Pope talks peace with faith leaders in Assisi
“Today more than ever, we need peace in the face of this war that is everywhere in the world,” the Argentine said ahead of his trip, which came as fighting resumed in Syria and the US investigated an attack possibly linked to the Islamic State group.
“Following the example of St. Francis (of Assisi), a man of brotherhood and kindness, we are all called to offer the world a strong testimony of our common commitment to peace and reconciliation among peoples,” the pontiff said.
The annual World Day of Prayer event, established by John Paul II 30 years ago and held in the medieval town in central Italy, aims to combat the persecution of peoples for their faiths and acts of violence in the name of God.
The 79-year old pope arrived by helicopter and was set to lunch with war victims before sitting down for talks with faith leaders, including the Archbishop of Canterbury Justin Welby and the Orthodox Patriarch of Constantinople Bartholomew I.
The Vatican said he would also meet one-on-one with unnamed Muslim and Jewish representatives, as well as Koei Morikawa, the Supreme Head of the Tendai Japanese school of Mahayana Buddhism.
– Prayers, peace messages –
At 4pm (1400 GMT), the leaders will retire to pray, in their own fashion and in separate locations, before meeting again for a joint ceremony where messages of peace will be read out by each leader and one of the war victims.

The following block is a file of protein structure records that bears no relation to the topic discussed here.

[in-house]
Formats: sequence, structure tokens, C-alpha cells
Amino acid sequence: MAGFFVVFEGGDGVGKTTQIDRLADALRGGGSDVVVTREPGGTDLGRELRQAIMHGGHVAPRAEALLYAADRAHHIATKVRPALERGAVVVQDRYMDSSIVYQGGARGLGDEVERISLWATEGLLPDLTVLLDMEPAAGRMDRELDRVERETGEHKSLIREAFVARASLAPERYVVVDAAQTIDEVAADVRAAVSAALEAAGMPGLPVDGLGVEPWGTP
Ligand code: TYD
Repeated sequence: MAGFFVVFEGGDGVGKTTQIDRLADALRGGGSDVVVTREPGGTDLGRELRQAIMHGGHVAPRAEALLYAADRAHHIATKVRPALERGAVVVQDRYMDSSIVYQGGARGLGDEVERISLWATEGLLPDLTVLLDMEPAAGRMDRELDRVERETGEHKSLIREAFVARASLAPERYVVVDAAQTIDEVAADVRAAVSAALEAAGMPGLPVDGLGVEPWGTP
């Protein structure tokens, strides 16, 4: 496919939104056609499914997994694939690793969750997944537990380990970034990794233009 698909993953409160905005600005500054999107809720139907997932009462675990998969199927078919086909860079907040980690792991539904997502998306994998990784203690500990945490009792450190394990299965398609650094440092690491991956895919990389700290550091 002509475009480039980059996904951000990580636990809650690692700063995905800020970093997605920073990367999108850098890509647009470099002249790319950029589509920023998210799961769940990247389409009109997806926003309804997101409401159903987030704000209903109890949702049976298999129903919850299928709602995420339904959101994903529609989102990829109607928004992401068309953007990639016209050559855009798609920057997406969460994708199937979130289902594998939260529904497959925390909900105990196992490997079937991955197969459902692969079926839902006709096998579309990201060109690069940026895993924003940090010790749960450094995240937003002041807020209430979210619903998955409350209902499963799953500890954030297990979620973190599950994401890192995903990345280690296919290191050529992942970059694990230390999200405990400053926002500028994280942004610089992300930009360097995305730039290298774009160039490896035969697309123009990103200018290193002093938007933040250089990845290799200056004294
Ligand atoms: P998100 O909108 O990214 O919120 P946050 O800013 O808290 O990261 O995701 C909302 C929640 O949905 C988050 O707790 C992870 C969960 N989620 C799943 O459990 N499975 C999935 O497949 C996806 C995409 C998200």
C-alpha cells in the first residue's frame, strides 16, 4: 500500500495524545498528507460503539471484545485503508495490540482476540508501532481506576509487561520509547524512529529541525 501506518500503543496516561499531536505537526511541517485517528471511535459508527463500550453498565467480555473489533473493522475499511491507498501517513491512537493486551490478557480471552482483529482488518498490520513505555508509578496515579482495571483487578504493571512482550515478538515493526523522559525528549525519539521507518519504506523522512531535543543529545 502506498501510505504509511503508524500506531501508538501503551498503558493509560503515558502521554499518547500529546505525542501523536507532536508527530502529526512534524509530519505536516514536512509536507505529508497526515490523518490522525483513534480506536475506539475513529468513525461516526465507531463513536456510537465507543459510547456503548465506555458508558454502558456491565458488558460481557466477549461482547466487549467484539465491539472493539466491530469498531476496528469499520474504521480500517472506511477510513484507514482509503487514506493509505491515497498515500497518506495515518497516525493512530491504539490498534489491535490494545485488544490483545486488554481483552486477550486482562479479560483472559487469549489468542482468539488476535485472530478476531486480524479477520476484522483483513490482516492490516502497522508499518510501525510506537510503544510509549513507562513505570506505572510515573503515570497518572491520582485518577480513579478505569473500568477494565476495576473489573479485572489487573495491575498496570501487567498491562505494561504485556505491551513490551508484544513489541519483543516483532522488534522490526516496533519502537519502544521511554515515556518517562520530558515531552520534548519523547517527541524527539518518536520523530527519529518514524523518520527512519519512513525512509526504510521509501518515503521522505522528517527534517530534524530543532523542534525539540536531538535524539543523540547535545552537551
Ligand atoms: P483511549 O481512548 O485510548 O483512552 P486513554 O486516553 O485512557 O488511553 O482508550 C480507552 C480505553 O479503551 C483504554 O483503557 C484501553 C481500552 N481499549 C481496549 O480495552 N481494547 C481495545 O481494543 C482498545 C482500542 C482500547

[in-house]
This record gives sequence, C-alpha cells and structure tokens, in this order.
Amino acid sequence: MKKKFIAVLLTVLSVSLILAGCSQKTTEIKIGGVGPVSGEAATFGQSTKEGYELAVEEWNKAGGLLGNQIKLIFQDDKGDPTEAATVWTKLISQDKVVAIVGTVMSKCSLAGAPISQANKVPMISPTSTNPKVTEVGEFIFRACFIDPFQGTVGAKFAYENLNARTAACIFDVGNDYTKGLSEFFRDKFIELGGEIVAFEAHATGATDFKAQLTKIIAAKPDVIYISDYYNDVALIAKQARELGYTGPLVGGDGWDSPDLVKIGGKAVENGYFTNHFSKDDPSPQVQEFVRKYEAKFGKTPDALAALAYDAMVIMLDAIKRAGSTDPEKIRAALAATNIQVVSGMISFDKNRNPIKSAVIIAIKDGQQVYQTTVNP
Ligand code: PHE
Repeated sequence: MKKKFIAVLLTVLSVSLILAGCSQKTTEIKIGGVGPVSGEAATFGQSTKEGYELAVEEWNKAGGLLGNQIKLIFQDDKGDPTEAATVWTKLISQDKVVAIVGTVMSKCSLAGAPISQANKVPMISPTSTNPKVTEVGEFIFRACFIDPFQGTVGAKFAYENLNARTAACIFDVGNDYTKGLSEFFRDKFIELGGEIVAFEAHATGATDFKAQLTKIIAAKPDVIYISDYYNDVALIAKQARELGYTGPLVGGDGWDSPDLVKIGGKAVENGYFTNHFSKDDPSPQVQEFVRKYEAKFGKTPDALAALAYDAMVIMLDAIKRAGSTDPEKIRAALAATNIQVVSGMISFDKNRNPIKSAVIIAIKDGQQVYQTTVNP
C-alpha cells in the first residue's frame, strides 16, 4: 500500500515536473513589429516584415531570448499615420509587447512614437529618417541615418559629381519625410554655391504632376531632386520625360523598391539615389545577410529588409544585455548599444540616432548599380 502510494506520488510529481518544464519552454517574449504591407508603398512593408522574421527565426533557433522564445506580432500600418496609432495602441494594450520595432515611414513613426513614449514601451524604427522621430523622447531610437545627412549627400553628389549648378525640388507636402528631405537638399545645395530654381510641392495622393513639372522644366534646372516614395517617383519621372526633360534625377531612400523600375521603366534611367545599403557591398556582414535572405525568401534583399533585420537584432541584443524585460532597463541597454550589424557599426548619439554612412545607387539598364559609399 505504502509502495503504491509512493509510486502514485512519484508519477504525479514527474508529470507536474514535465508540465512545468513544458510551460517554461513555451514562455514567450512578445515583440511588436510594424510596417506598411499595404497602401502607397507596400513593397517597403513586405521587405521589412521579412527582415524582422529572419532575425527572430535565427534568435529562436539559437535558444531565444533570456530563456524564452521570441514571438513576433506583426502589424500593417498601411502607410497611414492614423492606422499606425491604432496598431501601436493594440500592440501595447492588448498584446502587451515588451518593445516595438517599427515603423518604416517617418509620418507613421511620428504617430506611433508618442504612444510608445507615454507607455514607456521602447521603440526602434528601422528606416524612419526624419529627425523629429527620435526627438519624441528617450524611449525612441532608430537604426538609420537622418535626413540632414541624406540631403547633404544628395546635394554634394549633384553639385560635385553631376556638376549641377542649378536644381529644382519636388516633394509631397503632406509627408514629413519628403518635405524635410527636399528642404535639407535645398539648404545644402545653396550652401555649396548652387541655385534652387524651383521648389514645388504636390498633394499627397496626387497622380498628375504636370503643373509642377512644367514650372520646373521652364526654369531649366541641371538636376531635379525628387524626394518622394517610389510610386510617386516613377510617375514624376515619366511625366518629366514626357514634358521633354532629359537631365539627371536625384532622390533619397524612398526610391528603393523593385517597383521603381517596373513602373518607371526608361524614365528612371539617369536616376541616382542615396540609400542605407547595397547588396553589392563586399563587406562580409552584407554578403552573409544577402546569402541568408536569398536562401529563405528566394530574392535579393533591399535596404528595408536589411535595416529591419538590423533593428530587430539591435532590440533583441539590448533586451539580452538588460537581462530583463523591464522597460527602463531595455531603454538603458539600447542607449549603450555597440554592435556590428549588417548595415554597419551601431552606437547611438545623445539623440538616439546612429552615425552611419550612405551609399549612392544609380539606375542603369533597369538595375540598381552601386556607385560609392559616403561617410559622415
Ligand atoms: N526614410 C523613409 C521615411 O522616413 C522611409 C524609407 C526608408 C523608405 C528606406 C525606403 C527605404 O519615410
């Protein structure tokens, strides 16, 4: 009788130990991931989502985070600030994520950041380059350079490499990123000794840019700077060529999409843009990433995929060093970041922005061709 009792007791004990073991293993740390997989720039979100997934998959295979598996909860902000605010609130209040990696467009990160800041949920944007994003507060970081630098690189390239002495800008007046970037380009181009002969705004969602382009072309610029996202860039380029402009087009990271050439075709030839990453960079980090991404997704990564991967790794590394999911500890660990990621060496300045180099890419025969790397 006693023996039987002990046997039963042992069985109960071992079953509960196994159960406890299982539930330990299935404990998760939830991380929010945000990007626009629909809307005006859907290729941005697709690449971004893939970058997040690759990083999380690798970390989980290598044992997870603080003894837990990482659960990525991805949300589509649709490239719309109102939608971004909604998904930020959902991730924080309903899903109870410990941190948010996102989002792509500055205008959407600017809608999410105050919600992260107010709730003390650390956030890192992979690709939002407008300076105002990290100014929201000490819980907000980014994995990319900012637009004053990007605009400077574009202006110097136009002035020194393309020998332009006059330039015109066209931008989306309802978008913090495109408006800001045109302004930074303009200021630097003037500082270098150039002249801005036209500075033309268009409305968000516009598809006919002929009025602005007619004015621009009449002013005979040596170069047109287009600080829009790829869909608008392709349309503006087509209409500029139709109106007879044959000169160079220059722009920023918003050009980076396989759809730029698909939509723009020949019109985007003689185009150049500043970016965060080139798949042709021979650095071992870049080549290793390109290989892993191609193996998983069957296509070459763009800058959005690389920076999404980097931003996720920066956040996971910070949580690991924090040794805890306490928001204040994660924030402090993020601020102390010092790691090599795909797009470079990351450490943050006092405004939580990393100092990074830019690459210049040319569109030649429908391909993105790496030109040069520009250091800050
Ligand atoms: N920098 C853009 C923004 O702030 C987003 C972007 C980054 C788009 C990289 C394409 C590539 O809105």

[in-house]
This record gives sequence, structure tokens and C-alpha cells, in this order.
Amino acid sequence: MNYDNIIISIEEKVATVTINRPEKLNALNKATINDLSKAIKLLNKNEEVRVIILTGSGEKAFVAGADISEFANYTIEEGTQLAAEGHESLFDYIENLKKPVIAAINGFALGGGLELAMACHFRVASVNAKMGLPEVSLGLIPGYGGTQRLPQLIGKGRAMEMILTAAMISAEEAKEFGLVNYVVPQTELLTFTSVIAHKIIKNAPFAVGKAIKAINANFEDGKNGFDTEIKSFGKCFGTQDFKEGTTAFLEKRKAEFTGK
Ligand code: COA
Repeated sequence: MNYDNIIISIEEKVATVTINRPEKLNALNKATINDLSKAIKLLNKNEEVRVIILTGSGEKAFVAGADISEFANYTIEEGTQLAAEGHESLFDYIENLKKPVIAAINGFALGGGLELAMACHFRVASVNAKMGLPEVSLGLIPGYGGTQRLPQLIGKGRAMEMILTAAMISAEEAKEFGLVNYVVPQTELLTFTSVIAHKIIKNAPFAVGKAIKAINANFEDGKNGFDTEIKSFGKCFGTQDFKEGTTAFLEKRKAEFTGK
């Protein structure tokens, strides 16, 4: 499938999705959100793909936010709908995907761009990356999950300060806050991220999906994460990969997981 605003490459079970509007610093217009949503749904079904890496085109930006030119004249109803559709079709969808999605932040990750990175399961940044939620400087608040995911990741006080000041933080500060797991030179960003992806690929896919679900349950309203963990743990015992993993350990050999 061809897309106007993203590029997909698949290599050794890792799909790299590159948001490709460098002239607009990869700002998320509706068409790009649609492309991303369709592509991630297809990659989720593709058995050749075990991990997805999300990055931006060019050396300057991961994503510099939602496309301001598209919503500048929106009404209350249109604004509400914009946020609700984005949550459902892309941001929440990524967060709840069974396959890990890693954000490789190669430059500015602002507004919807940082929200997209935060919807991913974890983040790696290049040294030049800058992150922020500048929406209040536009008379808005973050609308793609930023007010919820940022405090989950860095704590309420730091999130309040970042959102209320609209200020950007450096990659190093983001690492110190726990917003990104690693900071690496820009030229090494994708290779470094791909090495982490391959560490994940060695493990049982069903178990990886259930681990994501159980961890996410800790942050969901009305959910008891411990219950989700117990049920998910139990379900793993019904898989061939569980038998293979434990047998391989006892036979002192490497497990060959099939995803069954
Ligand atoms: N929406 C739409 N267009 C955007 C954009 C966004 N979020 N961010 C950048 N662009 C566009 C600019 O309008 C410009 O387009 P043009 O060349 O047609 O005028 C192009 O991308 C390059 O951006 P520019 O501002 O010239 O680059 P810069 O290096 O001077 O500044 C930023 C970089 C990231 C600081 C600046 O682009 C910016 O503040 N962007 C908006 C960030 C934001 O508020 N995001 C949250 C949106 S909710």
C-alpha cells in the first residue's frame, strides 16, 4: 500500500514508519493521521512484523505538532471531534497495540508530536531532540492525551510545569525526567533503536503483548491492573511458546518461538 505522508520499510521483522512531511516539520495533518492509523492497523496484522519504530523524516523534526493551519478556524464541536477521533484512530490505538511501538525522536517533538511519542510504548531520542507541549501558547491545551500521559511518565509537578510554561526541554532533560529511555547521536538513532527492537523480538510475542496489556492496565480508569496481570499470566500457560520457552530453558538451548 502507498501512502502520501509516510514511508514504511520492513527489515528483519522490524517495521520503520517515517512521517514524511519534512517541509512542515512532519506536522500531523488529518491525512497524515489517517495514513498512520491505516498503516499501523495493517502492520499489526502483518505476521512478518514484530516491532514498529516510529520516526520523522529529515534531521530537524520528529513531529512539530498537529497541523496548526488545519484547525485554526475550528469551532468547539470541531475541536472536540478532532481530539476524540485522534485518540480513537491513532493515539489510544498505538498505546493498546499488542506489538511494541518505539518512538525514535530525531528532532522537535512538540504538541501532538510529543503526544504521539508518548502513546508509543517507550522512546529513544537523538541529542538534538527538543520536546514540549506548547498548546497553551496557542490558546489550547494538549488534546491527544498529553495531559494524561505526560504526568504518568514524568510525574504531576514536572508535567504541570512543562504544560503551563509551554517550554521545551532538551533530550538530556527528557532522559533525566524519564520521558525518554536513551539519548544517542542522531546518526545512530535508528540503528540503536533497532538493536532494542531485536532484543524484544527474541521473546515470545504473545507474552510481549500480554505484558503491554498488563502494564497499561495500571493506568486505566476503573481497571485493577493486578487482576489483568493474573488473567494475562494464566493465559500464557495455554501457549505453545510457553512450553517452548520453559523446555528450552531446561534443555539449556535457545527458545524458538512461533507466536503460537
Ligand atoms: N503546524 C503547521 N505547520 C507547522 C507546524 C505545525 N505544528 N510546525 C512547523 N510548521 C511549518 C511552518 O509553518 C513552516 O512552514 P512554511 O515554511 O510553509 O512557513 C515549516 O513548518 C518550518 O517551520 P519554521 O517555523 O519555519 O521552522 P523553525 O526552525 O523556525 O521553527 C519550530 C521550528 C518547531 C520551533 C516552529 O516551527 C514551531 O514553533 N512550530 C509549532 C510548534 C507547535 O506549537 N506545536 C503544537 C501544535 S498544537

Some 500 representatives from different religious traditions have been taking part with lay people in a series of round tables in the town since Sunday, on topics from religious violence to climate change and the migration crisis.
It is the pope’s second visit in as many months to the picturesque hillside town, where his name-sake Saint Francis of Assisi was born and found God, renouncing his wealth for a life of poverty and becoming an emissary of peace.
The head of the world’s 1.2 billion Roman Catholics, who took the papal name Francis in homage to the famous Christian friar and his devotion to peace and forgiveness, has insisted violence committed in the name of religion has nothing to do with God.
During a trip to Poland in August he said “the world is at war”, but driven by greed for “interests, money, resources, not religion.
“All religions want peace, it’s the others who want war.”
In the wake of a series of deadly jihadist attacks in Europe, he also warned against equating Islam with terrorism, insisting there were fundamentalist Catholics too.
He blamed social injustices in the West for pushing young people to extremism, saying “terrorism… grows where the God of money is put first”.
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